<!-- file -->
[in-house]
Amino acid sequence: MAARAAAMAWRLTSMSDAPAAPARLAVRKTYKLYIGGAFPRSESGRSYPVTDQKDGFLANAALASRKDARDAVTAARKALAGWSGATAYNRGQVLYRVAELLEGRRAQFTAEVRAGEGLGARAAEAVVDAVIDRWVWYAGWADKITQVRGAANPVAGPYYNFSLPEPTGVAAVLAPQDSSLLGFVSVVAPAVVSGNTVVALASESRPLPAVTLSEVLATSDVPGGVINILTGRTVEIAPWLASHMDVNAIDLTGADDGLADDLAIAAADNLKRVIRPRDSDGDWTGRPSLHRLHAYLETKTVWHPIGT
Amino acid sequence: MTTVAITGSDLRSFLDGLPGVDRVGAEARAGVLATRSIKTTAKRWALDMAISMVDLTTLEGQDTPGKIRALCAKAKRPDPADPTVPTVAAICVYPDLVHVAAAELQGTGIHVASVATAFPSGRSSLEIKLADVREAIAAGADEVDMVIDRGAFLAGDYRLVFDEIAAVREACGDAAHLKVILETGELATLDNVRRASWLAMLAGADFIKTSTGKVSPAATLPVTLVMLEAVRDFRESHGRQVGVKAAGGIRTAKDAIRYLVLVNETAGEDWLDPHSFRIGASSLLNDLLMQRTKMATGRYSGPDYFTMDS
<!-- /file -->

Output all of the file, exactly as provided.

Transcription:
[in-house]
Amino acid sequence: MAARAAAMAWRLTSMSDAPAAPARLAVRKTYKLYIGGAFPRSESGRSYPVTDQKDGFLANAALASRKDARDAVTAARKALAGWSGATAYNRGQVLYRVAELLEGRRAQFTAEVRAGEGLGARAAEAVVDAVIDRWVWYAGWADKITQVRGAANPVAGPYYNFSLPEPTGVAAVLAPQDSSLLGFVSVVAPAVVSGNTVVALASESRPLPAVTLSEVLATSDVPGGVINILTGRTVEIAPWLASHMDVNAIDLTGADDGLADDLAIAAADNLKRVIRPRDSDGDWTGRPSLHRLHAYLETKTVWHPIGT
Amino acid sequence: MTTVAITGSDLRSFLDGLPGVDRVGAEARAGVLATRSIKTTAKRWALDMAISMVDLTTLEGQDTPGKIRALCAKAKRPDPADPTVPTVAAICVYPDLVHVAAAELQGTGIHVASVATAFPSGRSSLEIKLADVREAIAAGADEVDMVIDRGAFLAGDYRLVFDEIAAVREACGDAAHLKVILETGELATLDNVRRASWLAMLAGADFIKTSTGKVSPAATLPVTLVMLEAVRDFRESHGRQVGVKAAGGIRTAKDAIRYLVLVNETAGEDWLDPHSFRIGASSLLNDLLMQRTKMATGRYSGPDYFTMDS